The purpose of this study was to evaluate gemcitabine–carboplatin (GCb) versus single-agent gemcitabine (G) in patients with advanced non-small cell lung cancer (NSCLC) and a performance status (PS) of 2. The primary endpoint was clinical benefit.Patients and Methods:
Patients were randomly assigned to either 1250 mg/m2 of G (arm A) or 1250 mg/m2 of G plus carboplatin area under the curve of 3 (arm B). Both treatments were given on days 1 and 14 and were repeated every 28 days for up to four cycles.Results:
Among the 90 eligible patients (47 in arm A and 43 in arm B), in arm A, two (4%) had partial responses (95% CI, 0.52%–14.5%) and 10 (21%) had stable disease (95% CI, 10.7%–35.7%). In arm B, six (14%) had partial responses (95% CI, 5.3%–27.9%) and nine (21%) had stable disease (95% CI, 10%–36%) (p = 0.14). No significant difference was found in terms of clinical benefit between the two treatment groups after two cycles of treatment or at the end of chemotherapy. Furthermore, no association was found between clinical benefit and response to treatment (p > 0.05). Median survival was 4.8 months (95% CI, 2.45–7.25) for arm A and 6.7 months (95% CI, 2.47–10.8) for arm B (p = 0.49). Neutropenia (p = 0.007) and thrombocytopenia (p < 0.001) were more common in group B. Nevertheless, no significant differences were found in terms of severe toxicities (p > 0.05 in all cases).Conclusion:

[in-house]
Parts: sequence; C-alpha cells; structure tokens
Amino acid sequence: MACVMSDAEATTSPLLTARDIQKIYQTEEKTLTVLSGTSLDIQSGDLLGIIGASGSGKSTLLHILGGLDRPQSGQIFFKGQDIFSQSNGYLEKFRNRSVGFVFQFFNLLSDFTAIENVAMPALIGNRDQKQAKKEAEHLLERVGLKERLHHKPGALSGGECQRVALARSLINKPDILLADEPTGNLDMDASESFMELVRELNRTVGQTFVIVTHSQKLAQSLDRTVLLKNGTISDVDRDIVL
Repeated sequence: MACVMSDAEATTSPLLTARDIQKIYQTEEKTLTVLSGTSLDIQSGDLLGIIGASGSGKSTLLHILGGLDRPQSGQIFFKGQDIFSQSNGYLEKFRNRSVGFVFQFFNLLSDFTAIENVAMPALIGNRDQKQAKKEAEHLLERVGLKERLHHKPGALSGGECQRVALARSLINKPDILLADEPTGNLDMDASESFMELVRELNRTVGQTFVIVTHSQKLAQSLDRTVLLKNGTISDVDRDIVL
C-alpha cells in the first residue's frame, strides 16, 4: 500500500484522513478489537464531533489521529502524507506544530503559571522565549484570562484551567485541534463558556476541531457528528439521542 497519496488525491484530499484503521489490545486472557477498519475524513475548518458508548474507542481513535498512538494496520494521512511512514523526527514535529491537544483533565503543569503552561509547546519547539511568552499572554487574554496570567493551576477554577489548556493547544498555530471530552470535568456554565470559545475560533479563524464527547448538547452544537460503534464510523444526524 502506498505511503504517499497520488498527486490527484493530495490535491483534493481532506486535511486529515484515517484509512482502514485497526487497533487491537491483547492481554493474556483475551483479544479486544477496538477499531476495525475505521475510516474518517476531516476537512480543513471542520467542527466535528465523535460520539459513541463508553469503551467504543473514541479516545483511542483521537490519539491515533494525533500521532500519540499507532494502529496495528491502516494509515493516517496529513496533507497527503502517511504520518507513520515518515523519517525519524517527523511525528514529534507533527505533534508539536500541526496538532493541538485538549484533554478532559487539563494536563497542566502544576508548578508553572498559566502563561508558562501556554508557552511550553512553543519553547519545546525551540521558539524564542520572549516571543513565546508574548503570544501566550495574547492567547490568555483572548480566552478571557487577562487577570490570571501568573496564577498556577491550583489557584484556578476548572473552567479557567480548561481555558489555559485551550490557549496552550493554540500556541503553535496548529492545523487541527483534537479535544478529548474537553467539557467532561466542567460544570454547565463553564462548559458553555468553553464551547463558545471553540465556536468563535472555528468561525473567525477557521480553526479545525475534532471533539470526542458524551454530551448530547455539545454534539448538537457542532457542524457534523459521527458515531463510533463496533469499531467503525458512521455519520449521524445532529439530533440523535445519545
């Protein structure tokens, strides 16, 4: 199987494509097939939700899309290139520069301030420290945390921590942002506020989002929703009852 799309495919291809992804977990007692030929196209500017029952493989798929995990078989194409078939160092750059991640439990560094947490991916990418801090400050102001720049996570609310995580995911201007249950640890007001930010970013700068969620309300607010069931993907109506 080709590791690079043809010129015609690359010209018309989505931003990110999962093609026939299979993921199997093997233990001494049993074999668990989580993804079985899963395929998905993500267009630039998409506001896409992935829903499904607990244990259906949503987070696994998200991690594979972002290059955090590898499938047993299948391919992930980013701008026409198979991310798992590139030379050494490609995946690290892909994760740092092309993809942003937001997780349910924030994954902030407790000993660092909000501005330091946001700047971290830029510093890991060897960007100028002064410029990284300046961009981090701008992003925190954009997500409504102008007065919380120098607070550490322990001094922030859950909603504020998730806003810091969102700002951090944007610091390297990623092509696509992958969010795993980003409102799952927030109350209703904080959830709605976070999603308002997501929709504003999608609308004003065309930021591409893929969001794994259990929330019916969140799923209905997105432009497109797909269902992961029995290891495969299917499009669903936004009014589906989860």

No significant difference was found in terms of clinical benefit in patients with NSCLC and PS 2 who received single-agent G or GCb. Nevertheless, GCb caused more toxicity, particularly neutropenia and thrombocytopenia.